WHEN New York hotel magnate Leona Helmsley died last August, few tears were shed in the exclusive parts of Gotham. A billionaire because of her third marriage to late real-estate investor Harry Helmsley, she was considered gauche and a "meany" by Manhattan's polite society. She once bragged that only the "little people" paid taxes. When she was convicted of tax evasion, she got 18 months in federal prison to reconsider the wisdom of her quip.
Although the tabloids got it right when they dubbed her "the Queen of Mean" 20 years ago, even they were shocked by the contents of her will. Mrs. Helmsley, who had begun rehabilitating her lousy reputation by donating generously to 9/11 charities, bequeathed $12 million to Trouble, her 9-year-old white Maltese, with instructions that the dog be able to live the remainder of her life in luxury.
To her grandchildren Craig Panzirer, 40, and Meegan Panzirer Wesolko, 37, Mrs. Helmsley left a cryptic message that she had cut them out of the will "for reasons which are known to them." The brother and sister challenged the will, arguing that their grandmother wasn't mentally competent when she signed it in 2005. Earlier this year, they and the executors of the estate struck a deal to avoid a court fight.The grandchildren received $6 million plus legal fees in exchange for dropping their challenge.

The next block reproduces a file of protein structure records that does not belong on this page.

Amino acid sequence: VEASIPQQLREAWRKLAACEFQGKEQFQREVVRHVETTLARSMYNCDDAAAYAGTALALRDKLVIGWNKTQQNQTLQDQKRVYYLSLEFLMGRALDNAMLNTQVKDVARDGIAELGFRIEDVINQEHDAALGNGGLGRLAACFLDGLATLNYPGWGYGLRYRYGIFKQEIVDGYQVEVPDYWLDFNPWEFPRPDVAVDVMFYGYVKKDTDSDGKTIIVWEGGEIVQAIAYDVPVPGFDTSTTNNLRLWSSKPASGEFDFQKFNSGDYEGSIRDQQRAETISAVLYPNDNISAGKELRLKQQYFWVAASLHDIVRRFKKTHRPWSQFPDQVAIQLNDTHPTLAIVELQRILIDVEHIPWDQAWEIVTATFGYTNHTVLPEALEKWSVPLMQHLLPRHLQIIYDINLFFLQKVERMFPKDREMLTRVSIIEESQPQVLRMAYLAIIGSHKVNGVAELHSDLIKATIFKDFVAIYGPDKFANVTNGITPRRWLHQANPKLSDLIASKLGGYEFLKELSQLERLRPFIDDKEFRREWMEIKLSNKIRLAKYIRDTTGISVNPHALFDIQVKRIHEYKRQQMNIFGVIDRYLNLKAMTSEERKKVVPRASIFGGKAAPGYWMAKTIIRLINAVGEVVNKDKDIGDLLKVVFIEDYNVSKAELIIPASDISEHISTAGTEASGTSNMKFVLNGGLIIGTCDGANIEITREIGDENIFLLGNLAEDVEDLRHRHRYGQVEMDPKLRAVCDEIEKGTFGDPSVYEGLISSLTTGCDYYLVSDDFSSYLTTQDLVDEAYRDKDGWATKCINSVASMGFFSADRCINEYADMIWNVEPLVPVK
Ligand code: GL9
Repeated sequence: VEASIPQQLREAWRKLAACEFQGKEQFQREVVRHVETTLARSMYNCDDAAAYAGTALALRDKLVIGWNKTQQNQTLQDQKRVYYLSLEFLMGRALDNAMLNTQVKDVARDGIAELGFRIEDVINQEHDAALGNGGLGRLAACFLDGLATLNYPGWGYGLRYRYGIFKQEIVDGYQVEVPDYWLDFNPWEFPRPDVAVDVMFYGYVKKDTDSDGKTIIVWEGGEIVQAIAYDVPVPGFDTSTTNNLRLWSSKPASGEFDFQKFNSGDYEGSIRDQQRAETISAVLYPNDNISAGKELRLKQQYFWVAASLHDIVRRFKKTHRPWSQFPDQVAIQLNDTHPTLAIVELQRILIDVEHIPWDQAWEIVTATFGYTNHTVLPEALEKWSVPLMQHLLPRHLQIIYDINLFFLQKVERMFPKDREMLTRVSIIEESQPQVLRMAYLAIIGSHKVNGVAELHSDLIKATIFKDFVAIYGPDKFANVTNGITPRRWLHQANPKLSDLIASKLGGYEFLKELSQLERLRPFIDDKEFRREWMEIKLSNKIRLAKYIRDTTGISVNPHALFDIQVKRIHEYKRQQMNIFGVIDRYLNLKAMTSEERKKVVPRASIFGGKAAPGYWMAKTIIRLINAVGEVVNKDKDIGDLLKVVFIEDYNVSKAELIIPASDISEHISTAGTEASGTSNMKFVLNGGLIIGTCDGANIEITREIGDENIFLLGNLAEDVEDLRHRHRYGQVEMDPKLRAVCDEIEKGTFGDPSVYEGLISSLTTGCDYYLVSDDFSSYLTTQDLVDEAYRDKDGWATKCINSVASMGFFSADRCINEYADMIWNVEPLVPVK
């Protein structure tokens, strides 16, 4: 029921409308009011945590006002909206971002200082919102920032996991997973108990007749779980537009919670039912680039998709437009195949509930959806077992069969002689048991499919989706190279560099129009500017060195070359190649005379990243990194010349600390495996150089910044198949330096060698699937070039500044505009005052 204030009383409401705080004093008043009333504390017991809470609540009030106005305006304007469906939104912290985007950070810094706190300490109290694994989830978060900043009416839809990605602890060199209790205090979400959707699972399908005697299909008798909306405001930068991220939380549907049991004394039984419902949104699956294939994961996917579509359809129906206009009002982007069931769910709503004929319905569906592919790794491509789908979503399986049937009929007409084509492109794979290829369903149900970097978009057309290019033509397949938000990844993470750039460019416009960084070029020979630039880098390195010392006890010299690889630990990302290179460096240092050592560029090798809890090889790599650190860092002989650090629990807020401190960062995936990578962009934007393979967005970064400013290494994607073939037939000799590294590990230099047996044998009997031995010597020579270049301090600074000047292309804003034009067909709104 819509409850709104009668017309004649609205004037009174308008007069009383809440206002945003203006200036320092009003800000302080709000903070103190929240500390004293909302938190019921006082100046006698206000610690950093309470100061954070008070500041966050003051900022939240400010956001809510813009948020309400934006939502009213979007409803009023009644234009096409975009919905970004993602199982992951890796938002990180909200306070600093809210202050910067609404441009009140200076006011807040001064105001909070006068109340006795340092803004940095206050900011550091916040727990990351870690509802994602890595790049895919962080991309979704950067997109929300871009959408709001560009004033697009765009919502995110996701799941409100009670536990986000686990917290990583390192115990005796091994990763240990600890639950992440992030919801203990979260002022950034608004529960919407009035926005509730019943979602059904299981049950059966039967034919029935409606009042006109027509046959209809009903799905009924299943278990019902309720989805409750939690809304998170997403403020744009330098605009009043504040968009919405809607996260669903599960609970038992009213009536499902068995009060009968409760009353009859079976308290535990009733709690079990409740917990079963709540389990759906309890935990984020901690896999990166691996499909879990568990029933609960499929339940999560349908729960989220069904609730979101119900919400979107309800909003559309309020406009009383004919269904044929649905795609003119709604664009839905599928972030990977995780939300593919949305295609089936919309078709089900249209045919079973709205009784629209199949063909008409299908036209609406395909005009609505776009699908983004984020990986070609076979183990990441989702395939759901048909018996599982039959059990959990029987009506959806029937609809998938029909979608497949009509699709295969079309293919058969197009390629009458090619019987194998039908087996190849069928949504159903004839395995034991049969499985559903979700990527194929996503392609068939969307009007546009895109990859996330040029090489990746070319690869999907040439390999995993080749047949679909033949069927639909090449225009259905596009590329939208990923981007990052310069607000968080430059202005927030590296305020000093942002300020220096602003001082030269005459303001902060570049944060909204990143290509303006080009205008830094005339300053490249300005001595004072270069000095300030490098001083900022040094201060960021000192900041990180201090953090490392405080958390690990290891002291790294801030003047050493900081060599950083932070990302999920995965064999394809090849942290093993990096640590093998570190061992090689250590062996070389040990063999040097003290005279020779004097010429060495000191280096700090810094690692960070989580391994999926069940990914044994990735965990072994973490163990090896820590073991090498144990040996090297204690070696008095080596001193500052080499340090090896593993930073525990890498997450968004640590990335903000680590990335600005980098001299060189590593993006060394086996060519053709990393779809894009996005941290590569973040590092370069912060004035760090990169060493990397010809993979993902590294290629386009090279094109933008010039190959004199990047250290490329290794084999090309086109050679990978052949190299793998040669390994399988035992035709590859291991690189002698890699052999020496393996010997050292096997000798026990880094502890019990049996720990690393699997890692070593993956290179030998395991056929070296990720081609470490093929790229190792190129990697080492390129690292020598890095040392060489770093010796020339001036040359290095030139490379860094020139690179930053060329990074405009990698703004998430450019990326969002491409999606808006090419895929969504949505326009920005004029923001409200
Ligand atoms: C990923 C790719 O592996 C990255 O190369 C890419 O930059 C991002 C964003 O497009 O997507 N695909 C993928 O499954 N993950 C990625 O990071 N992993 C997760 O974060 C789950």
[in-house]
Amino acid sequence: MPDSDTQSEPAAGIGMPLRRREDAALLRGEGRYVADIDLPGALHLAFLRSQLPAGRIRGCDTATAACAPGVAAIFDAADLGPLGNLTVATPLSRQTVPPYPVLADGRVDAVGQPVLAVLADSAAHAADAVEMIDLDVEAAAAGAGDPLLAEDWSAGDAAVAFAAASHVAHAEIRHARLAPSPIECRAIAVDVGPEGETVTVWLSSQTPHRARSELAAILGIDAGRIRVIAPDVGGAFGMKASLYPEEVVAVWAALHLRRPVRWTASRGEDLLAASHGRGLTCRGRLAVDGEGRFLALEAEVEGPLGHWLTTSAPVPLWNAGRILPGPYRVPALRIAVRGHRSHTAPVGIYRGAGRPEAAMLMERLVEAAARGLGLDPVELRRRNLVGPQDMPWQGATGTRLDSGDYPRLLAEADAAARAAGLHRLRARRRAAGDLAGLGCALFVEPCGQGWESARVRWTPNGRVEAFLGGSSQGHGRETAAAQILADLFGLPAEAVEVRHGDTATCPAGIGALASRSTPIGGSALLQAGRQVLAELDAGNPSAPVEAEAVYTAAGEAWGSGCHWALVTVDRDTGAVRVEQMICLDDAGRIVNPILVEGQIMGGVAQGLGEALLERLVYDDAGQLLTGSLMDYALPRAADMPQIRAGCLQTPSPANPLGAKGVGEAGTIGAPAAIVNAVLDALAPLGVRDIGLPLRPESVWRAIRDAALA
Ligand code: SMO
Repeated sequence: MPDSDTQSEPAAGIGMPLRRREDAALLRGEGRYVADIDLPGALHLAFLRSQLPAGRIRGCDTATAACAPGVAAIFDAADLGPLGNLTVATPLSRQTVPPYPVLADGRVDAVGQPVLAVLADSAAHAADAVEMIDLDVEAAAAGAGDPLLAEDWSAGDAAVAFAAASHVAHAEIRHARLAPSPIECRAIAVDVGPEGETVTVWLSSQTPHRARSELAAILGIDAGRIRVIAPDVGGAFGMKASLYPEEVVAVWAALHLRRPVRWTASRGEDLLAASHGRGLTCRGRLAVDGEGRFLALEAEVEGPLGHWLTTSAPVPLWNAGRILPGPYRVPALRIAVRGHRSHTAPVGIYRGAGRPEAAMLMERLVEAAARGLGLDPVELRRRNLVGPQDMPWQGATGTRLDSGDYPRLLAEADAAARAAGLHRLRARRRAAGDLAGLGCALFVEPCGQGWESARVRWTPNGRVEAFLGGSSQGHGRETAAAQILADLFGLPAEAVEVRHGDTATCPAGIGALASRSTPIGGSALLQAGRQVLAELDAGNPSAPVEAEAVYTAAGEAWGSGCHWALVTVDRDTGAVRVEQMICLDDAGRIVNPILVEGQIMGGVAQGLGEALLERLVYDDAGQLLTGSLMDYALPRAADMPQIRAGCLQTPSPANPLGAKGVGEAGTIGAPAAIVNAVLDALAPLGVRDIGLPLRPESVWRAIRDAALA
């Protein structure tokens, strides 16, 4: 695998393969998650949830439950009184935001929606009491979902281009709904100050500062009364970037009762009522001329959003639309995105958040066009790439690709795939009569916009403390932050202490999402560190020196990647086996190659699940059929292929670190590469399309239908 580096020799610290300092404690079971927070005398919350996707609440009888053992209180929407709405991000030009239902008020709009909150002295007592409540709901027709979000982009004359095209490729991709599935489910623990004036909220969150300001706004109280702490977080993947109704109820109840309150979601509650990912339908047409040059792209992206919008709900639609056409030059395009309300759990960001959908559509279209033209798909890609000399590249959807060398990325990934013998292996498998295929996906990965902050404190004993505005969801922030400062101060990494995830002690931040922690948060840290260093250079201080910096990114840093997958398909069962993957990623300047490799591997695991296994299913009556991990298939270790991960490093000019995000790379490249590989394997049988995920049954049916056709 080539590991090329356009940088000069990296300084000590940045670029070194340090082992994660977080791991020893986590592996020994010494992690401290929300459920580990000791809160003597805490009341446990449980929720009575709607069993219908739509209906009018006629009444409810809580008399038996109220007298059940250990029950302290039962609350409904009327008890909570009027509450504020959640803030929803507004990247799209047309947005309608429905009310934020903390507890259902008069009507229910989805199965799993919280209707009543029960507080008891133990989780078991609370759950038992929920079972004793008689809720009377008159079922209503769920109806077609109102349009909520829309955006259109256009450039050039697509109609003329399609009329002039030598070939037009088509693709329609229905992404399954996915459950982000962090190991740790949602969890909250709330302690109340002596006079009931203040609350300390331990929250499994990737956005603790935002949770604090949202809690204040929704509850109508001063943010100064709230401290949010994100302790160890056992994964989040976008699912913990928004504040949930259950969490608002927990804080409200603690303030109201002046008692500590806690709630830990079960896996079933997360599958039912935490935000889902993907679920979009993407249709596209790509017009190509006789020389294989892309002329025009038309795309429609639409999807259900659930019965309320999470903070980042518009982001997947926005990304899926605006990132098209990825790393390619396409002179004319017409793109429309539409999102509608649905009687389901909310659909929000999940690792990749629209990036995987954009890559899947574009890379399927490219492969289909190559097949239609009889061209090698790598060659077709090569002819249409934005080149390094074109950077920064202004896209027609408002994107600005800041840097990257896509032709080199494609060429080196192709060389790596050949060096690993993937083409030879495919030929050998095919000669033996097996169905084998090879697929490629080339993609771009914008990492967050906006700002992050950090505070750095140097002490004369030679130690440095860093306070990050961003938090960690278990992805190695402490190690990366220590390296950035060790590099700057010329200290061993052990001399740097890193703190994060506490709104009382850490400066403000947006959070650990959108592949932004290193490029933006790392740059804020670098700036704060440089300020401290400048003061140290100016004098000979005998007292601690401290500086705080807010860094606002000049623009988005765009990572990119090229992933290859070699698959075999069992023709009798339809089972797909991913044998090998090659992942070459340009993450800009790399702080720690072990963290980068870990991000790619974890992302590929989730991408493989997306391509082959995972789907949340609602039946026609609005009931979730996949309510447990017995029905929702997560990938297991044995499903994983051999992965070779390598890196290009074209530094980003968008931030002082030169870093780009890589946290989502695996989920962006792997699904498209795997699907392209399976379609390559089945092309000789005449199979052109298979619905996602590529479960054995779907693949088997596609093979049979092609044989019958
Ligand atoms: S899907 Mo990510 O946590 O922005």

Meanwhile, Trouble's caretaker, the general manager of a Helmsley hotel in Florida, said in an affidavit that $2 million would do just fine. With the canine's annual expenses calculated at a cool $190,000, Trouble isn't about to complain. She may be living a dog's life, but it's pretty good by the standards of most people. That's how the Queen of Mean would have wanted it.